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It has been claimed (Stanek et al. 2007) that this burst closely resembles GRB 050801 (Rykoff et al. 2006) which is true insofar as both display an initially flat optical light curve. However GRB 060210 displays a peak before decaying as a power law, while GRB 050801 shows no such peak. Furthermore, the X-ray behaviour of GRB 050801 seems to be consistent with the optical, but in GRB 060210 they seem to be unconnected. This suggests that in GRB 050801 the X-ray and optical emission is originating in the same region, while this is not true for GRB 060210. In the case of GRB 060210 the early flaring X-ray and -ray emission implies internal shocks, indicative of prolonged engine activity (King et al. 2005). The optical emission, on the other hand, is consistent with an external shock afterglow.
Table 4: Host extinction and column density to extinction ratio assuming SMC, LMC and Galactic extinction curves in the host as discussed in Sect. 4.2. In the case where , Hz.
The spectral evolution exhibited in the hardness ratio plot (Fig. 3) supports internal shocks as the source of the flaring X-ray emission as suggested for GRB 050607 by Pagani et al. (2006). Though in this case the spectral index of the flaring period is similar to that of the late afterglow, the afterglow is softer, following the trend exhibited by the hardness ratio plot. It should be noted also, that the spectral index of the flaring period is an average over that period. The difference between the two values and the lack of spectral evolution in the late afterglow certainly suggests two distinct origins for energy emission. Combined with the overlap of the last -ray and first X-ray flare, it seems likely that these two would share internal shocks as the common emission mechanism.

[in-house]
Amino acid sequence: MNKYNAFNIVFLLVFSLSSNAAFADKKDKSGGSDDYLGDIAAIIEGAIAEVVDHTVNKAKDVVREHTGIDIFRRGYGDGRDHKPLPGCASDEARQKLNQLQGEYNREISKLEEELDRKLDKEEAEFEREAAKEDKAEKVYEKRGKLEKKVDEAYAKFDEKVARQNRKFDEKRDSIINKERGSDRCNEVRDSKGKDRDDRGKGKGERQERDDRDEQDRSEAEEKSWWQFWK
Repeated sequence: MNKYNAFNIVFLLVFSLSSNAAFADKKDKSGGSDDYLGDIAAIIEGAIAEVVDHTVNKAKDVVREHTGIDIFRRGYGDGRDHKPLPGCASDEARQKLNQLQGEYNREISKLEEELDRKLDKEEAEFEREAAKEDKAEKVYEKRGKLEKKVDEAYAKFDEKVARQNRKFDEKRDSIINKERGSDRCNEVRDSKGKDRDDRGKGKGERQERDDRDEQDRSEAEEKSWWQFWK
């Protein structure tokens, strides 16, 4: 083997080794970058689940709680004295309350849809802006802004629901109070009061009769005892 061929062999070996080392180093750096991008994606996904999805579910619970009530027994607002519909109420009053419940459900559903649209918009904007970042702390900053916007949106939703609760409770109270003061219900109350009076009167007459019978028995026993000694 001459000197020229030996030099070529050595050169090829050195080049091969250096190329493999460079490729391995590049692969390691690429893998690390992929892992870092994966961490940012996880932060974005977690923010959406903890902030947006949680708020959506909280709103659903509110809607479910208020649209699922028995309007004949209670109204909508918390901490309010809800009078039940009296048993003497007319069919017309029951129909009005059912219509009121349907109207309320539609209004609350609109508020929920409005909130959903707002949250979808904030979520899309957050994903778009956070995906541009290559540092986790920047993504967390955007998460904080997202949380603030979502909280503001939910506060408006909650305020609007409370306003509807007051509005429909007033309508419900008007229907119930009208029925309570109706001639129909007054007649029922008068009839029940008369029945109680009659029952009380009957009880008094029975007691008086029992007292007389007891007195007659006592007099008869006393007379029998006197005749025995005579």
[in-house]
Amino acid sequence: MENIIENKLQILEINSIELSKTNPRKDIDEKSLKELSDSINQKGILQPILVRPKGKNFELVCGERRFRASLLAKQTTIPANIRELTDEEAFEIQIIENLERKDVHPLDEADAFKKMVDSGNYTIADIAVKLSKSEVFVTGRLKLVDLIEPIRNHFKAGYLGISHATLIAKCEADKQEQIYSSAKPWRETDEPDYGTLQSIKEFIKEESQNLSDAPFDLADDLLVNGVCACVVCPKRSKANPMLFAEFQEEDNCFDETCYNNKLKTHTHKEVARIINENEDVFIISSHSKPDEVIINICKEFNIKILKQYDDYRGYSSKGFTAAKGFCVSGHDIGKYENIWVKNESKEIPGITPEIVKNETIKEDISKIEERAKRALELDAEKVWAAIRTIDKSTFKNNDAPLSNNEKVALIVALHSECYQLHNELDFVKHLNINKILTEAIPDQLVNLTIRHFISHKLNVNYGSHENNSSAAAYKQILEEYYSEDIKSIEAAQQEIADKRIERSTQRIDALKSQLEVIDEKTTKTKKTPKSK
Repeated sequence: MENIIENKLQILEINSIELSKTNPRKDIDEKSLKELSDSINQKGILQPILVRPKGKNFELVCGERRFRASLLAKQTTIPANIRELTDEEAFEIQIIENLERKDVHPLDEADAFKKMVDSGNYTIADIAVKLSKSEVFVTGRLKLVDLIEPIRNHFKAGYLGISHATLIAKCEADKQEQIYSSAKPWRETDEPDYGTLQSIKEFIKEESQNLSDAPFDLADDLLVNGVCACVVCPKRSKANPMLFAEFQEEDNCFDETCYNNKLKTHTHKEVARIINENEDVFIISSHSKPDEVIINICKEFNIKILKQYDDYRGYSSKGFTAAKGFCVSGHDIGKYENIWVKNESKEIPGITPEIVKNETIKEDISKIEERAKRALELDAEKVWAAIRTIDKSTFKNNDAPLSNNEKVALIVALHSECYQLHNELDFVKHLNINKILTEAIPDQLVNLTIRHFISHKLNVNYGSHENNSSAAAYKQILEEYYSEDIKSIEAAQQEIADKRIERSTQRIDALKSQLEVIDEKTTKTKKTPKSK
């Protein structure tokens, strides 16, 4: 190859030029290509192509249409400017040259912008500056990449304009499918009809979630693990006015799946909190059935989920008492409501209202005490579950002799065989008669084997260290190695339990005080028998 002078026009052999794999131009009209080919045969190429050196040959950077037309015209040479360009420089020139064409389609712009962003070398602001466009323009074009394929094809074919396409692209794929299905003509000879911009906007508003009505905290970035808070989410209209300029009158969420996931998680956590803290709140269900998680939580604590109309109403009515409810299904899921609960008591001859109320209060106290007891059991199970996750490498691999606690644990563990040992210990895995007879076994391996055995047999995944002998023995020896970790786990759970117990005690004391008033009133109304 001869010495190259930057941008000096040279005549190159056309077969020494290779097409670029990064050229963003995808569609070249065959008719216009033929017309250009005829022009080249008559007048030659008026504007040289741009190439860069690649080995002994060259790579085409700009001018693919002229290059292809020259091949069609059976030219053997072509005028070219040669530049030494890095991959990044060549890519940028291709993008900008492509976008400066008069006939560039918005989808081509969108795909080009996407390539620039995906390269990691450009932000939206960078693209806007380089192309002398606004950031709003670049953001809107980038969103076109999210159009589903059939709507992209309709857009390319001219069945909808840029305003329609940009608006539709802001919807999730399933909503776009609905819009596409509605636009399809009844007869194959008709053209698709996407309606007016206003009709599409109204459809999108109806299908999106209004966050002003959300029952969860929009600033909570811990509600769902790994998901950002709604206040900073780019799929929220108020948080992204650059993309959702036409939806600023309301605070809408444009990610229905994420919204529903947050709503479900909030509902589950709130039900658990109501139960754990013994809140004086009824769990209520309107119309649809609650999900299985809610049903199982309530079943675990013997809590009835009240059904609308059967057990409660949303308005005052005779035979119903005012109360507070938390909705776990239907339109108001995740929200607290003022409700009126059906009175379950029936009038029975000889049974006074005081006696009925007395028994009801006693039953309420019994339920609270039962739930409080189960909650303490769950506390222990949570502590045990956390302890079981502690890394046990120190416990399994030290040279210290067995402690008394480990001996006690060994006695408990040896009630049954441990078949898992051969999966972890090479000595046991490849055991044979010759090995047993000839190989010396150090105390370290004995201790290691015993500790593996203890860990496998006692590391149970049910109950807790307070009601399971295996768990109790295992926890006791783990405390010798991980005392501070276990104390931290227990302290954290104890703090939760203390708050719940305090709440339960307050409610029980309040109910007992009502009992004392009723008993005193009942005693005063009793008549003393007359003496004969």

Liang et al. (2006) show that X-ray flares can be modeled by the curvature effect (Kumar & Panaitescu 2000) which causes a decay of superimposed on the regular afterglow decay of , where is the energy injection time of that flare. We tested the flaring X-ray data against the curvature effect, using the average spectral index over that period and find ejection times for the 3 main X-ray flares at 100 s, 200 s and 380 s of 72 6 s, 155 16 s and 310 16 s respectively. These are consistent with Liang et al. - insofar as the energy ejection times are at the the start of the rising segment of the flare - supporting the claim that the flares are indeed due to internal shocks.
From the fitted flux of the FTN optical data points at 5000 s, corrected for galactic extinction and extinction due to Lyman absorption (Madau 1995), we find an optical spectral index of 0.4. Converting the X-ray flux at the same time to mJy using the X-ray spectral index , gives a flux 10-3 mJy. These fluxes correspond to an optical to X-ray spectral index, 0.1, confirming the optical to X-ray flux ratio of of Stanek et al.